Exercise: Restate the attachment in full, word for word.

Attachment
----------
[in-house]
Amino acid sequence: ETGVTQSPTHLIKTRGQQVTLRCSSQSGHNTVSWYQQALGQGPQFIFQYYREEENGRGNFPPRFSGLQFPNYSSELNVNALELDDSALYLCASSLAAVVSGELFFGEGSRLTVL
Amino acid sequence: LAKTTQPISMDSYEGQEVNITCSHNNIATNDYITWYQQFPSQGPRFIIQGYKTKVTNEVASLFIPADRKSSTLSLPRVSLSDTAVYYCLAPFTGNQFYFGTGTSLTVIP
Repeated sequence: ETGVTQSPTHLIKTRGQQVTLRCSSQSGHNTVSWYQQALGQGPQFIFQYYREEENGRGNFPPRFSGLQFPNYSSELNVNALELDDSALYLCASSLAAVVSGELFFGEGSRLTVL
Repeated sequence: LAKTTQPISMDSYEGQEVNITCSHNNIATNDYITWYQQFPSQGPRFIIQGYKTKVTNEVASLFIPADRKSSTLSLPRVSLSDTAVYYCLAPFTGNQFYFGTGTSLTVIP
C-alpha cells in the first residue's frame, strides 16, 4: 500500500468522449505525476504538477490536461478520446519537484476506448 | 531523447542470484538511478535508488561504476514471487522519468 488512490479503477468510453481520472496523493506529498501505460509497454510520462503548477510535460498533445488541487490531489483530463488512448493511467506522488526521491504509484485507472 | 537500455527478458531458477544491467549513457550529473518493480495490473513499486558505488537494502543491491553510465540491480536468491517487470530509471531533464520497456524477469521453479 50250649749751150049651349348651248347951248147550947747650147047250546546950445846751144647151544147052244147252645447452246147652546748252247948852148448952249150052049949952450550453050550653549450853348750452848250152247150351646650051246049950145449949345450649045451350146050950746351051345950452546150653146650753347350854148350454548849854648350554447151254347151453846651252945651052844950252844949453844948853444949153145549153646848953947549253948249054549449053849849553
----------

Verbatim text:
[in-house]
Amino acid sequence: ETGVTQSPTHLIKTRGQQVTLRCSSQSGHNTVSWYQQALGQGPQFIFQYYREEENGRGNFPPRFSGLQFPNYSSELNVNALELDDSALYLCASSLAAVVSGELFFGEGSRLTVL
Amino acid sequence: LAKTTQPISMDSYEGQEVNITCSHNNIATNDYITWYQQFPSQGPRFIIQGYKTKVTNEVASLFIPADRKSSTLSLPRVSLSDTAVYYCLAPFTGNQFYFGTGTSLTVIP
Repeated sequence: ETGVTQSPTHLIKTRGQQVTLRCSSQSGHNTVSWYQQALGQGPQFIFQYYREEENGRGNFPPRFSGLQFPNYSSELNVNALELDDSALYLCASSLAAVVSGELFFGEGSRLTVL
Repeated sequence: LAKTTQPISMDSYEGQEVNITCSHNNIATNDYITWYQQFPSQGPRFIIQGYKTKVTNEVASLFIPADRKSSTLSLPRVSLSDTAVYYCLAPFTGNQFYFGTGTSLTVIP
C-alpha cells in the first residue's frame, strides 16, 4: 500500500468522449505525476504538477490536461478520446519537484476506448 | 531523447542470484538511478535508488561504476514471487522519468 488512490479503477468510453481520472496523493506529498501505460509497454510520462503548477510535460498533445488541487490531489483530463488512448493511467506522488526521491504509484485507472 | 537500455527478458531458477544491467549513457550529473518493480495490473513499486558505488537494502543491491553510465540491480536468491517487470530509471531533464520497456524477469521453479 50250649749751150049651349348651248347951248147550947747650147047250546546950445846751144647151544147052244147252645447452246147652546748252247948852148448952249150052049949952450550453050550653549450853348750452848250152247150351646650051246049950145449949345450649045451350146050950746351051345950452546150653146650753347350854148350454548849854648350554447151254347151453846651252945651052844950252844949453844948853444949153145549153646848953947549253948249054549449053849849553